Foreign Minister Sameh Shoukry and Arab League envoy to Libya discussed developments in Libya and regional efforts to reach a solution on Tuesday.
Shoukry and Arab League envoy Nasser Al-Qodwa discussed the latest “political and security developments” in Libya after the formation of the House of Representatives, a foreign ministry statement read. They also discussed the efforts conducted, “by neighbouring countries, the Arab League and international” efforts to reach “a political solution between different political groups in Libya”.
As a result of ongoing fighting, conditions inside Libya have become increasingly unsafe, forcing many to flee their homes. The United Nations High Commissioner for Refugees’ office in Tunisia said all Libyans at the Libyan-Tunisian border have been permitted access to Tunisia.
Following the talks, the Egyptian foreign ministry announced that 25 August has been set as the date in which Egypt will host the third talks at a ministerial level for Libya’s neighbouring countries.
The talks aim to discuss “a number of ideas, recommendations and a set of proposals in solidarity and support for the Libyan people”, the Egyptian foreign ministry had previously said.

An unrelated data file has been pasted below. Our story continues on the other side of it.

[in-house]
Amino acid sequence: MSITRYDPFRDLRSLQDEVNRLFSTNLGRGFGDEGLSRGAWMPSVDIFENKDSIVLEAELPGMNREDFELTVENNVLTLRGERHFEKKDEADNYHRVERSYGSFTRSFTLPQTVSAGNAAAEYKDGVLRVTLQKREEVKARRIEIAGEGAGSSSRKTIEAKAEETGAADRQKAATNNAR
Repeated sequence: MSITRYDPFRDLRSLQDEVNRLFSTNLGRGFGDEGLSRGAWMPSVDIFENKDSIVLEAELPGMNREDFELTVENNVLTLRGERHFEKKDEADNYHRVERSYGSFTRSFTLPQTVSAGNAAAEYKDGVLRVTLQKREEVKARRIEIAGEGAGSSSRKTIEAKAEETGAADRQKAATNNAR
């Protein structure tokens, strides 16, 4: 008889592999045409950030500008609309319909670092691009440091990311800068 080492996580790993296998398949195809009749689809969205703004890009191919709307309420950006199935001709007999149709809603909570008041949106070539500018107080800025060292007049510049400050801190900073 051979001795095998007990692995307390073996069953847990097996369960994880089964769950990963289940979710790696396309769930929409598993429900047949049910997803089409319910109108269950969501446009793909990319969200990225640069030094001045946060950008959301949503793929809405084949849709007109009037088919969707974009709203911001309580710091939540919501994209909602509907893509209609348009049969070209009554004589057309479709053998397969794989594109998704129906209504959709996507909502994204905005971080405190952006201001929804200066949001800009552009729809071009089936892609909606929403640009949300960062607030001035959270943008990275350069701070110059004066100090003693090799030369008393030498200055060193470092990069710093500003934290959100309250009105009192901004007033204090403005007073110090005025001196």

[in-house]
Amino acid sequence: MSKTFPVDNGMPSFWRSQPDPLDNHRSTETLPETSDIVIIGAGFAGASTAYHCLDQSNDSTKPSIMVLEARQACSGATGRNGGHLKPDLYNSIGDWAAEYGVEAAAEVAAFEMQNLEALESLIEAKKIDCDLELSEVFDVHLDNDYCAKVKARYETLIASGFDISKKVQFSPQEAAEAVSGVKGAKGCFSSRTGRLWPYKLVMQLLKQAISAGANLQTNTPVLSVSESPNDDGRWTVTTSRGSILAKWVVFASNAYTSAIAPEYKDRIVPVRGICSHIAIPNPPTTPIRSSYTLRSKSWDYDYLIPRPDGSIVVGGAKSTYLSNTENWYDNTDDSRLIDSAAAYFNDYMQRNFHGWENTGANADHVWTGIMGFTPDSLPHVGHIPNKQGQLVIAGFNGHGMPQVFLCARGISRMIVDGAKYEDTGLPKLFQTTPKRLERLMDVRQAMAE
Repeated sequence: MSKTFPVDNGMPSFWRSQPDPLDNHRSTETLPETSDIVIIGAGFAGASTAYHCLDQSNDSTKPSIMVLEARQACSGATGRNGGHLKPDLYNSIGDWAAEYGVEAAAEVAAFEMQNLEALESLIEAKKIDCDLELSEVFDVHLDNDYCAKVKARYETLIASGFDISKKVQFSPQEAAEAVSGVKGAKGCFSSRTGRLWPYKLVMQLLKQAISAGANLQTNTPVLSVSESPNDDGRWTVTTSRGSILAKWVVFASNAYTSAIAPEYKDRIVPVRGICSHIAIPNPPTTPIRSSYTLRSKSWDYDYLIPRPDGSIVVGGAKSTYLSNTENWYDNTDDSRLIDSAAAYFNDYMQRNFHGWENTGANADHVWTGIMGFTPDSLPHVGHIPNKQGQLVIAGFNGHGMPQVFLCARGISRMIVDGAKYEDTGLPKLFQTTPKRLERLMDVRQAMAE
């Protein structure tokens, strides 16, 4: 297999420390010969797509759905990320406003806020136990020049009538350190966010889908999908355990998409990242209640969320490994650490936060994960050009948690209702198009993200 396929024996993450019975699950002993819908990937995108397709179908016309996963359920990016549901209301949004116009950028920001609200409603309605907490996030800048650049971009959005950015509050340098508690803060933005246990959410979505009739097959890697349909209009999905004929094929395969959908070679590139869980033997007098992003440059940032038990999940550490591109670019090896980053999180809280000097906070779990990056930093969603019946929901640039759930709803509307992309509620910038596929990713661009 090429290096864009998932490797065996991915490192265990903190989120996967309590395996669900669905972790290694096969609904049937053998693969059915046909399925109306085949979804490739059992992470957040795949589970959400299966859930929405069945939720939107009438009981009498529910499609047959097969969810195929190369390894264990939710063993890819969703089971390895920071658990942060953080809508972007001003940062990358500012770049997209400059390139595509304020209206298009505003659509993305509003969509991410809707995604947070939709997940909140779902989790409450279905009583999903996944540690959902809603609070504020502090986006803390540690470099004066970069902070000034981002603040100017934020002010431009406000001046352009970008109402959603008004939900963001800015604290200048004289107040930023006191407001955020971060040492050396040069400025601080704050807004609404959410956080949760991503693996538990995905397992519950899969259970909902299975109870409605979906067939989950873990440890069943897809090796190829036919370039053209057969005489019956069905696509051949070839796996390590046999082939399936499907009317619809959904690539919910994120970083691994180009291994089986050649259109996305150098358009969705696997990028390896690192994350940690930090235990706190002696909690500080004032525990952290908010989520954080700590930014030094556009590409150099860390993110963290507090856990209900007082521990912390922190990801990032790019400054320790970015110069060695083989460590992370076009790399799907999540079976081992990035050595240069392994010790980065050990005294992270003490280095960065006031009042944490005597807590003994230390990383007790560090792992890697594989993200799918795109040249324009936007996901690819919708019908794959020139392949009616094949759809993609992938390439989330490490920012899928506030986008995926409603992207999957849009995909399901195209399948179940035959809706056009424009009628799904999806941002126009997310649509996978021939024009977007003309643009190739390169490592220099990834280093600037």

Violence in Libya has been a major concern for its neighbours. On 14 July, Libya’s neighbours decided to form a security committee and a political committee to offer the troubled country help in ending its crisis, following a meeting in Tunisia.
On 13 July, intense fighting between militias led to the closure of the Tripoli airport.
Libya hosts some 1.6 million Egyptians, according to Libyan Ambassador to Egypt, Mohamed Fayez Jibril. Fighting has forced around 14,500 Egyptians who live in the restive neighbour to flee.
Egyptians have been evacuated in groups by first crossing into Tunisia through the Ras Jdeir crossing before arriving at the Gabès or Djerba airports in Tunisia. Egypt’s national airline, EgyptAir, has been returning them back to Egypt through free, daily flights.
The latest group evacuated was made of 500 Egyptians who were flown home on Monday.
Waves of violence have become commonplace in Libya since the ouster, and later murder, of former Libyan president Muammar Gaddafi in October 2011. The violence especially escalated after retired General Khalifa Haftar launched a campaign to combat “terrorism” in Benghazi.